Constitution Day 2019

 

On this day in 1787, the United States Constitution was signed in Philadelphia, Pennsylvania.

This day celebrates the adoption of the United States Constitution and those who have become U.S. citizens The law establishing the holiday was created in 2004 when West Virginia Senator Robert Byrd proposed an amendment to the Omnibus spending bill. Previously, the day was known as “Citizenship Day.”

On June 21, 1788 New Hampshire becaome the ninth and last state necessary to ratify the Constitution.

When was the last time you read the Constitution? If it’s been a while, check it out at this link.

Or at least check it out on Schoolhouse Rock.

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Do you remember?

On this day in 2001, a series of coordinated suicide attacks killing 2,996 people using four aircraft hijacked by 19 members of al-Qaeda. Two aircraft crashed into the World Trade Center in New York City, a third crashed into The Pentagon in Arlington County, Virginia, and a fourth into a field near Shanksville, Pennsylvania.

When was the last time you read it?

 The Signing of the Declaration of Independence by John Trumbull.

When in the Course of human events it becomes necessary for one people to dissolve the political bands which have connected them with another and to assume among the powers of the earth, the separate and equal station to which the Laws of Nature and of Nature’s God entitle them, a decent respect to the opinions of mankind requires that they should declare the causes which impel them to the separation.

Keep reading here.

Friday Experiments, Ramblings and Updates

pexels-photo-891677.jpegHere it is, a sunny Friday in March and we’re not sure if winter is yet behind us.  In terms of production work here at Historic Occasions, I thought it would be good to give you an update on where things are, or aren’t.

I’m directing Doublewide, Texas at CAT Theatre in June.  The cast is complete and we have our first read-thru on Sunday evening.  I’m excited and looking forward to getting to work with some amazing people.

My script, Clean Dry Socks: Diary of a Doughboy, is complete and has, at this point, been submitted to one contest and there will be two more submissions in April.  While I can’t share the details, there’s also a very strong possibility that the show will be produced here locally within the next year.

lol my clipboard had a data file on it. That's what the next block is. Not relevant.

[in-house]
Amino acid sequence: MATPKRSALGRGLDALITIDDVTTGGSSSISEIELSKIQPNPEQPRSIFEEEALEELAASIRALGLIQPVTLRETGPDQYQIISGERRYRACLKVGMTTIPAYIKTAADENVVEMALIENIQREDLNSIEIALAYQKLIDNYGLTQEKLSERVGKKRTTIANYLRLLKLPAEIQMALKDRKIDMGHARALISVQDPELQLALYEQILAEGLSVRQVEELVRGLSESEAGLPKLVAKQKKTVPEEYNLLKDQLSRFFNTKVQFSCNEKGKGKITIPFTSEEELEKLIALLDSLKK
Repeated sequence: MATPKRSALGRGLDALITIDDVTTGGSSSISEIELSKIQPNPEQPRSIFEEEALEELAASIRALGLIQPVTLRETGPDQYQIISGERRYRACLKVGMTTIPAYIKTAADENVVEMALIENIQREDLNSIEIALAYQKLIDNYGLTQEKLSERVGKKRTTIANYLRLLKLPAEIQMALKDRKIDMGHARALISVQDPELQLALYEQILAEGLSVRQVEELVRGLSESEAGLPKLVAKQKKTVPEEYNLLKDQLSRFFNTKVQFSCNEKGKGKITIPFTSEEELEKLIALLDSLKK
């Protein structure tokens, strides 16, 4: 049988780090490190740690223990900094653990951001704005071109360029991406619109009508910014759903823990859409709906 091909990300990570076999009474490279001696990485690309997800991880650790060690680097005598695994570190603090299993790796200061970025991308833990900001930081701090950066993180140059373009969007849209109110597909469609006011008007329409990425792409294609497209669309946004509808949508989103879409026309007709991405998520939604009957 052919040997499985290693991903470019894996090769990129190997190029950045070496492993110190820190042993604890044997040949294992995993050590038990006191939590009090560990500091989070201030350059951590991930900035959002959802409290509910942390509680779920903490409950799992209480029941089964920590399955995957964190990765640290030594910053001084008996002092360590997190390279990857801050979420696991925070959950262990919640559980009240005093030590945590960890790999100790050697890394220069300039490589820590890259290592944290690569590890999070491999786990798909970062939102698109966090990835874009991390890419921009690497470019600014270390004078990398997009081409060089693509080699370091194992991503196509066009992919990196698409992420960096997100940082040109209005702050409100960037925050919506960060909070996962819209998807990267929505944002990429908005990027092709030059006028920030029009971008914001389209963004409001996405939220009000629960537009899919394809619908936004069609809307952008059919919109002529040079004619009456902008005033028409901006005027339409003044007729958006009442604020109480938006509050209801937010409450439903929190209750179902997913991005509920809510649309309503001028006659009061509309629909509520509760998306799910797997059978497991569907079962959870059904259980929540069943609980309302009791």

Speaking of the next year, I’ve got a pending contract to direct a show in Spring 2019.  I can’t yet share the details, but the announcement will be made in early April.

On more exciting news, about which I must be even more vague, a random Facebook conversation this past week may lead to a dream opportunity to direct, produce, or act in…maybe all three, one of my favorite shows.  The first meeting is Tuesday and there’s lots talk and dream about.

So, why all this rambling on a Friday on this blog and not my regular blog, The Write Side of My Brain?  In part, because I’m sitting in Panera and figuring out how I can, indeed, blog from the iPad.  Work with me, I’ll be sixty in a few months.  So, this is somewhat revolutionary.

Plus, while I post here randomly, I’m taking a two-week break from the other blog.  Just some time to regroup and figure out the balance between the writing and the production.

It’s also a bit of a shift for this blog.  For years, Historic Occasions has been the framework for meeting and event planning, but that’s shifting to theatrical productions and historical events.

Don’t get us wrong, we can still produce a kickass meeting for you, whether it’s a conference, or a wedding reception, or just for grins.

But, this blog, as well as this  company, is a work in progress.  Stick with me here and you’ll be able to follow that progress.

Have a good weekend.

 

Copy of Declaration Found Behind Wallpaper

The document, which belonged to James Madison, is one of 200 facsimiles commissioned in the 19th century

From the Smithsonian Magagine.

Within 40 years of its signing in 1776, the Declaration of Independence was starting to show signs of aging and wear. So in 1820, John Quincy Adams commissioned printer William Stone to make 200 facsimiles of the precious document. As Michael E. Ruane reports for the Washington Post, one of these meticulous copies, long believed to have been lost, recently resurfaced in Texas.

Read more.